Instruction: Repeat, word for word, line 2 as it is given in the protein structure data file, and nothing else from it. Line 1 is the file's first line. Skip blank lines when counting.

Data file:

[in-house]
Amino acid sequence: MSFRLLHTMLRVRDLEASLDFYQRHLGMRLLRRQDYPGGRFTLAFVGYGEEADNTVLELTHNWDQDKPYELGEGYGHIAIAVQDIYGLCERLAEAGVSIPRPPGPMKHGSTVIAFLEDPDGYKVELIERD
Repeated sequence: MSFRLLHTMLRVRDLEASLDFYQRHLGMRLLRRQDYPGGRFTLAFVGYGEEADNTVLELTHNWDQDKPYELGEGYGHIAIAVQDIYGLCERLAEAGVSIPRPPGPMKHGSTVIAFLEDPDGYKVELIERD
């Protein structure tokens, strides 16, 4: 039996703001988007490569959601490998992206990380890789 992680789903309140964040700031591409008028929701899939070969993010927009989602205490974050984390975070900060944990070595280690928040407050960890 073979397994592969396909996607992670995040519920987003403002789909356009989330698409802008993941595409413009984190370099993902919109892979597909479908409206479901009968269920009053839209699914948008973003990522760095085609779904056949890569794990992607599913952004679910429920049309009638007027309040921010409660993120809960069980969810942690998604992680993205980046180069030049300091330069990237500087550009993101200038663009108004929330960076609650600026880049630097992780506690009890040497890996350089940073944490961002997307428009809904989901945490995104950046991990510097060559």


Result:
Amino acid sequence: MSFRLLHTMLRVRDLEASLDFYQRHLGMRLLRRQDYPGGRFTLAFVGYGEEADNTVLELTHNWDQDKPYELGEGYGHIAIAVQDIYGLCERLAEAGVSIPRPPGPMKHGSTVIAFLEDPDGYKVELIERD